The General and the Pen Soldiers

Jim Zackey

In a sweeping indictment of the four-year effort in Iraq, Lt. Gen. Ricardo S. Sanchez, who retired in 2006 after being replaced in Iraq after the Abu Ghraib prisoner abuse scandal, called the Bush administration's handling of the war 'incompetent'. He blamed the Bush administration for a 'catastrophically flawed, unrealistically optimistic war plan'.

General Ricardo Sanchez's address to military editors and reporters is a clarion call for often compliant and at times co-opted journalists to wriggle out of their age of denial, dismissal and disapproval of sources that could have (and still can) otherwise provided alternate views of Iraq.

Encouraging and embracing alternate sources of media has become increasingly important at a time when many US media organs tiptoe around issues in fear of overstepping their boundaries.

'America must hold all national agencies accountable for developing and executing the political and economic initiatives that will bring about stability, security, political and economic hope for all Iraqis,' said General Sanchez, adding: 'The best we can do with this flawed approach is stave-off defeat. The administration, Congress and the entire interagency, especially the Department of State, must shoulder the responsibility for this catastrophic failure and the American people must hold them accountable.' Sanchez asked point blank: 'Who will demand accountability for the failure of our national political leaders involved in the management of this war?'

While it took a uniformed officer four years to speak his mind in public is not unexpected, what is far more worrisome is that the US mainstream media has not risen up to secure straight, clear-cut answers.

Media outlets ought to answer why it hasn't sufficiently probed the cakewalk crowd who promised a casual march to victory in Iraq. How many media activists pressed for accountability of the likes of Ken Adelmen who misled the American media by claiming 'measured by any cost-benefit analysis, such an operation would constitute the greatest victory in America's war on terrorism.' Had American taxpayers an easy access to alternate information sources it wouldn't have taken them four years to question the wisdom of the 'cakewalk' bunch.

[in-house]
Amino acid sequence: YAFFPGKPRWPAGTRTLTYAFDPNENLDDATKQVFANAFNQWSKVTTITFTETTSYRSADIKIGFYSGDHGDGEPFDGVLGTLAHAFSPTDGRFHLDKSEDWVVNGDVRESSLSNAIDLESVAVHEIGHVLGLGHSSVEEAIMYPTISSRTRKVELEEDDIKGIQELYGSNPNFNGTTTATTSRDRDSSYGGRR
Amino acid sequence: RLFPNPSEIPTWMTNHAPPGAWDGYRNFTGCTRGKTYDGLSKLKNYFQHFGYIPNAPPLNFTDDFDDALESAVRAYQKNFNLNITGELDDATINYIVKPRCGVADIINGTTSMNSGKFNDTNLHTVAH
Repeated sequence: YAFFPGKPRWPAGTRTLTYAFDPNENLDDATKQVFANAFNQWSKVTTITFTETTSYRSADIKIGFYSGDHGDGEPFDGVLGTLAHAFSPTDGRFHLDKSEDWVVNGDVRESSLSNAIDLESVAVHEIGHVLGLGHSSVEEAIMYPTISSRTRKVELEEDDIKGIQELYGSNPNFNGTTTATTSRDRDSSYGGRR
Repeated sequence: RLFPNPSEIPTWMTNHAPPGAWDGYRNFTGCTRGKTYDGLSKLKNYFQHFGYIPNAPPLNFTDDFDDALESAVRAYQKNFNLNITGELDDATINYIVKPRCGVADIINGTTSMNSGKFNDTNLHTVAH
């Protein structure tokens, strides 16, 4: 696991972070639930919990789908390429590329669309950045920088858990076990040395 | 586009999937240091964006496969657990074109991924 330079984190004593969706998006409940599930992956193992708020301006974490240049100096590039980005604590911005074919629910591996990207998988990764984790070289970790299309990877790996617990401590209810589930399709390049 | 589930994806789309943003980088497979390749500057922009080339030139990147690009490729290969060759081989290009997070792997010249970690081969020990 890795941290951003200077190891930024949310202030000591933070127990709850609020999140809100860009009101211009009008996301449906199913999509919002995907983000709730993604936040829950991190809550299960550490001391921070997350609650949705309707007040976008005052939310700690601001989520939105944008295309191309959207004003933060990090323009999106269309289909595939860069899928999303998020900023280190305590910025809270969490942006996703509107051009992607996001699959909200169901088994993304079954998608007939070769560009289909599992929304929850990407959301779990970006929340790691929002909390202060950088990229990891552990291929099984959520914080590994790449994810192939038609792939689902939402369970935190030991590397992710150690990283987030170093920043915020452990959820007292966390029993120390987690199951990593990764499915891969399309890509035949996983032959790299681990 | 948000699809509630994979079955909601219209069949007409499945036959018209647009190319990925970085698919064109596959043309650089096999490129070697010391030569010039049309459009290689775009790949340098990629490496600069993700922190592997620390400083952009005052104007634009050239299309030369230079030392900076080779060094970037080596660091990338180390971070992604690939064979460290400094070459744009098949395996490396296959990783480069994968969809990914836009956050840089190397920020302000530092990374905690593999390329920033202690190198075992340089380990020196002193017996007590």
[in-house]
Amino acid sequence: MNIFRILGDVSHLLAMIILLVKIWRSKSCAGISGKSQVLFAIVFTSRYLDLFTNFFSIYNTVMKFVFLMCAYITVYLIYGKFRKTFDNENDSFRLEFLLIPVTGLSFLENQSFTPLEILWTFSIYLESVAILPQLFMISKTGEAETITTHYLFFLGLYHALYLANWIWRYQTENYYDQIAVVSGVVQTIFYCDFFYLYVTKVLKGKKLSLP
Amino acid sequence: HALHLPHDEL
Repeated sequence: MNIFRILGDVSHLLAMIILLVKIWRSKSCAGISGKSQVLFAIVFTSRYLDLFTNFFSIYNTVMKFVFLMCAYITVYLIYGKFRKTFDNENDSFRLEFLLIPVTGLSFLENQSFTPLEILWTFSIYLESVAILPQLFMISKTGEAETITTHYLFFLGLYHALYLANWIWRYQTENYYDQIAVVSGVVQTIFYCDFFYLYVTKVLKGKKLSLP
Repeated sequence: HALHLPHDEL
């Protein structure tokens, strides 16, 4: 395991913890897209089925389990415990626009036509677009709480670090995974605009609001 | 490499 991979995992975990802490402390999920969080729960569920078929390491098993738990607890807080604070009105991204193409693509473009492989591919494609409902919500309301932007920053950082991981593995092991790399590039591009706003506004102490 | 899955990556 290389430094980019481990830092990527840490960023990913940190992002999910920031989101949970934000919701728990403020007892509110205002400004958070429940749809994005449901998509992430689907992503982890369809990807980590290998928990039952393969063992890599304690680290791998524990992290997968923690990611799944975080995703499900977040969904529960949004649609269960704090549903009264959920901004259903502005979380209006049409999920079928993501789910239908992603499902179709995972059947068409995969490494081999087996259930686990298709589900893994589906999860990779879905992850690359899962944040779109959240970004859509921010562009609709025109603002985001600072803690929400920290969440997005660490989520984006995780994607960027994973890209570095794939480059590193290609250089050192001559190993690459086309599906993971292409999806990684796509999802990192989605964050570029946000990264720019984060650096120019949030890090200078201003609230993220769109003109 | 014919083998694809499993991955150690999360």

The following examples illustrate why instead of encouraging broader, pluralistic coverage of say, Iraq and Afghanistan, some circles prefer a cover-up. Let's bring in how dearly some naively proposed plans are costing USA in terms of not just high financial stakes but regrettably cost of irreplaceable lives.

According to Joseph E. Stiglitz, a Columbia University professor and Nobel laureate, so many soldiers are being injured that the costs of caring for them over their lifetimes is likely to be $350 billion, or up to twice that, depending on how long the war lasts. The high cost is the result of huge advances in military medicine that have greatly reduced the chances that a soldier injured in Iraq will die. As a result, the ratio of injuries to deaths 16:1 by her estimate is higher than in any other war in US history. The White House budget director, Rob Portman has asked, in the new budget, basically for another $365 billion over the next few fiscal years. This comes on the $433 billion that's already been spent, a total of nearly $800 billion.

An Italian scholar of the Arab media, Donatella della Ratta rightly suggests that the West should seriously consider before blaming or blocking channels like Al Jazeera that are in fact educating tools to inform rather than a medium providing an embedded version from a warring side. If the likes of Al Jazeera English had wider access to American homes it would not have taken this long to see the contradictions between the lofty claims made at the Capitol and actual realities faced on ground.

At a conference, 'Creating Connections: New Partnerships for Understanding in the Middle East,' sponsored by the Vermont Peace Academy, Vermont Council on World Affairs and Norwich University, a participant said: 'It's an intellectual tragedy that the United States has cut itself out of Al Jazeera English's contribution to [informative] conversation. Everything that's happened to us in Iraq shows that's very dangerous. The lesson of Iraq is: Ignorance kills.'

Instead of making wrong choices and pursuing wrong approaches that are just goose chasing and witch-hunting exercises the US needs to befriend with the ones that capture and portray the facts professionally and far effectively. Now more than ever the US public and its opinions makers need tools that can help them separate the wheat from the chaff not occasionally but on an on-going, round the clock basis.


Sanchez speech:

Creating Connections Conference: